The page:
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Shuffle Tracking for Beginners – Not So Lost in the Shuffle

Casinos spend millions on protecting their games, but often, cheaters and advantage players find the greatest weakness at the house’s first line of defense. With a thorough understanding of how does shuffle tracking work and the elusive nature of true randomness, all a motivated player needs to do is pay close attention to secure an unbeatable edge.

The Rise of Shuffle Tracking

Magician Charles Jordan is credited as the little-known Godfather of shuffle tracking. In the early 1900s, he developed a principle that allowed for a staggering magic effect that could even be performed through the mail system.

The performer could mail a brand-new deck of cards to a friend with a letter giving clear instructions for the recipient to do the following:

Remove the deck from the box and place it face down on the table, ready to be shuffled.

Give it a complete cut followed by a riffle shuffle.

Again, cut the deck, complete the cut, then give the deck another riffle shuffle followed by another complete cut.

The top card is certainly - at this point - a random card.

Look at this card, remember and write it down somewhere so you won’t forget.

Replace that card face down on top of the deck, give the deck another complete cut, and then another riffle shuffle.

Ensure the deck is perfectly squared, insert it back into the card box, tape it, then mail it back to me at your earliest convenience.

Shortly after returning the deck, the recipient would receive another letter from his friend containing a single card - the one he selected and then shuffled back into the deck.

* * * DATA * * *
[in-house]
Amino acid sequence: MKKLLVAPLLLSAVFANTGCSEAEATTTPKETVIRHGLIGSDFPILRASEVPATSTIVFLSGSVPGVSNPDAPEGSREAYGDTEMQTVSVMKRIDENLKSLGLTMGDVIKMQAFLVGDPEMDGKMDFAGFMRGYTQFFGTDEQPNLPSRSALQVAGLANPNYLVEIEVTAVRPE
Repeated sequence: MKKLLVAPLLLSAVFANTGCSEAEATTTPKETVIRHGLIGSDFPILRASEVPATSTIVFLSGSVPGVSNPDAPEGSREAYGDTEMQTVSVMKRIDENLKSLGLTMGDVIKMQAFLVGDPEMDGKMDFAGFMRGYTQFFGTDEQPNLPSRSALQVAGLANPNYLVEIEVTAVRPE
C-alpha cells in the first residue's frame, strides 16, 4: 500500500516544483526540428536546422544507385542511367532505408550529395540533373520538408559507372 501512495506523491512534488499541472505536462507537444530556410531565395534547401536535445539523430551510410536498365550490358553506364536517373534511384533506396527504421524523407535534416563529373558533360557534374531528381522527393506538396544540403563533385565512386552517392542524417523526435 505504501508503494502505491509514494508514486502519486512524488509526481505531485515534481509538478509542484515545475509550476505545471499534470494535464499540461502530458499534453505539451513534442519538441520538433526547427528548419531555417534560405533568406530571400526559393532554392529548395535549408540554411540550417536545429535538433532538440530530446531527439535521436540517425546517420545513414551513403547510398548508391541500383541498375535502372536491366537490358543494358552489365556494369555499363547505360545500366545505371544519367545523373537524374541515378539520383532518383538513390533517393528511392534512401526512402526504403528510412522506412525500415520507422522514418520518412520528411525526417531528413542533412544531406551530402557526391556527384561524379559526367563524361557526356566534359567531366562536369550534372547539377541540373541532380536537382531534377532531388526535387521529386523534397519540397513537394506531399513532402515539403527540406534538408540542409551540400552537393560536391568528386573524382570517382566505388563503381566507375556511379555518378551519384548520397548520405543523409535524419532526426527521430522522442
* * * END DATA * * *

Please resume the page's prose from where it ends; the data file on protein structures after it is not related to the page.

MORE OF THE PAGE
Since the invention of this basic principle, magicians have taken it much further and been able to perform miracles under seemingly impossible conditions while relying on aspects of that original Charles Jordan principle to track down selected cards or backtrack sequences and learn seemingly lost information.

Eventually, this principle was applied to card games where observant players could secure an advantage merely by watching, for example, a blackjack shuffle, then estimating the final position of known cards.

How Do Casinos Shuffle Cards

In the game of three-card brag that I learned in pubs in Scotland during the late 1980s, players would not shuffle the deck until a three-of-a-kind turned up! This left the game open to easy shuffle tracking by smarter players.

One old-timer told me he would throw away a winning three-card hand to preserve a known order if he could mentally predict a better situation to win more money in the next round.